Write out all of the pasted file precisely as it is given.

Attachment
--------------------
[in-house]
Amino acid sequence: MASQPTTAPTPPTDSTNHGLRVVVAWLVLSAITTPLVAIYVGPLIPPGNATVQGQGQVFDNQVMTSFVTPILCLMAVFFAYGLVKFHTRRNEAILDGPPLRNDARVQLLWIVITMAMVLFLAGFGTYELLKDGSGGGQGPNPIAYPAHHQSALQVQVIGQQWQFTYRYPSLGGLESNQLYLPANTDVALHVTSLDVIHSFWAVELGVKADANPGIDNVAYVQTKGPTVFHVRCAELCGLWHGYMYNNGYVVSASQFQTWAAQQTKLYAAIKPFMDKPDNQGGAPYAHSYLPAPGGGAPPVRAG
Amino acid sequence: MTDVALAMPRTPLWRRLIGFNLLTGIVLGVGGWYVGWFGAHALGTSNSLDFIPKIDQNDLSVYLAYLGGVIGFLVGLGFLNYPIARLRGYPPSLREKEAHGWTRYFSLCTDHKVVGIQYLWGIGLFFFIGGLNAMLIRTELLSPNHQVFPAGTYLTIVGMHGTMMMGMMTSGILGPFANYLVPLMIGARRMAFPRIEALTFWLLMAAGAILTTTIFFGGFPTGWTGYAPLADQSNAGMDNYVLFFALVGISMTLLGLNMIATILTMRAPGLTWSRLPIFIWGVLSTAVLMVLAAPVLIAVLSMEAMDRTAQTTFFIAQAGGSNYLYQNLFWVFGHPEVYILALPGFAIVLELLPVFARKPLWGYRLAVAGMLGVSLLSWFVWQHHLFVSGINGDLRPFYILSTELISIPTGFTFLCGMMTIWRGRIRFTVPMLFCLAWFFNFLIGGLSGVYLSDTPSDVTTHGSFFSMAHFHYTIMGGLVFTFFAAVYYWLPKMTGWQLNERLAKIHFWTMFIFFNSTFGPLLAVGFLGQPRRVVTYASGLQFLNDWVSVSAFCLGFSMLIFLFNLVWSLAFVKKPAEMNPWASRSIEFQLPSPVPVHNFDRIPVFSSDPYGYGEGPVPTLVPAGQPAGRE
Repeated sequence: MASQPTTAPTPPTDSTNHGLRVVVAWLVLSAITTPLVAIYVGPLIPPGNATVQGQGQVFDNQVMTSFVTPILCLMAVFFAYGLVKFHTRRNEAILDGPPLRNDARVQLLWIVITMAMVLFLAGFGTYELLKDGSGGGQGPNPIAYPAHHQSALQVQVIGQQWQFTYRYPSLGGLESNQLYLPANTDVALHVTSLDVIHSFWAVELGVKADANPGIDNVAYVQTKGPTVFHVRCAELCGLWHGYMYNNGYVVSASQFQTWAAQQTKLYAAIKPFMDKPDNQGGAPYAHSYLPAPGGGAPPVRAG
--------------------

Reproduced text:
[in-house]
Amino acid sequence: MASQPTTAPTPPTDSTNHGLRVVVAWLVLSAITTPLVAIYVGPLIPPGNATVQGQGQVFDNQVMTSFVTPILCLMAVFFAYGLVKFHTRRNEAILDGPPLRNDARVQLLWIVITMAMVLFLAGFGTYELLKDGSGGGQGPNPIAYPAHHQSALQVQVIGQQWQFTYRYPSLGGLESNQLYLPANTDVALHVTSLDVIHSFWAVELGVKADANPGIDNVAYVQTKGPTVFHVRCAELCGLWHGYMYNNGYVVSASQFQTWAAQQTKLYAAIKPFMDKPDNQGGAPYAHSYLPAPGGGAPPVRAG
Amino acid sequence: MTDVALAMPRTPLWRRLIGFNLLTGIVLGVGGWYVGWFGAHALGTSNSLDFIPKIDQNDLSVYLAYLGGVIGFLVGLGFLNYPIARLRGYPPSLREKEAHGWTRYFSLCTDHKVVGIQYLWGIGLFFFIGGLNAMLIRTELLSPNHQVFPAGTYLTIVGMHGTMMMGMMTSGILGPFANYLVPLMIGARRMAFPRIEALTFWLLMAAGAILTTTIFFGGFPTGWTGYAPLADQSNAGMDNYVLFFALVGISMTLLGLNMIATILTMRAPGLTWSRLPIFIWGVLSTAVLMVLAAPVLIAVLSMEAMDRTAQTTFFIAQAGGSNYLYQNLFWVFGHPEVYILALPGFAIVLELLPVFARKPLWGYRLAVAGMLGVSLLSWFVWQHHLFVSGINGDLRPFYILSTELISIPTGFTFLCGMMTIWRGRIRFTVPMLFCLAWFFNFLIGGLSGVYLSDTPSDVTTHGSFFSMAHFHYTIMGGLVFTFFAAVYYWLPKMTGWQLNERLAKIHFWTMFIFFNSTFGPLLAVGFLGQPRRVVTYASGLQFLNDWVSVSAFCLGFSMLIFLFNLVWSLAFVKKPAEMNPWASRSIEFQLPSPVPVHNFDRIPVFSSDPYGYGEGPVPTLVPAGQPAGRE
Repeated sequence: MASQPTTAPTPPTDSTNHGLRVVVAWLVLSAITTPLVAIYVGPLIPPGNATVQGQGQVFDNQVMTSFVTPILCLMAVFFAYGLVKFHTRRNEAILDGPPLRNDARVQLLWIVITMAMVLFLAGFGTYELLKDGSGGGQGPNPIAYPAHHQSALQVQVIGQQWQFTYRYPSLGGLESNQLYLPANTDVALHVTSLDVIHSFWAVELGVKADANPGIDNVAYVQTKGPTVFHVRCAELCGLWHGYMYNNGYVVSASQFQTWAAQQTKLYAAIKPFMDKPDNQGGAPYAHSYLPAPGGGAPPVRAG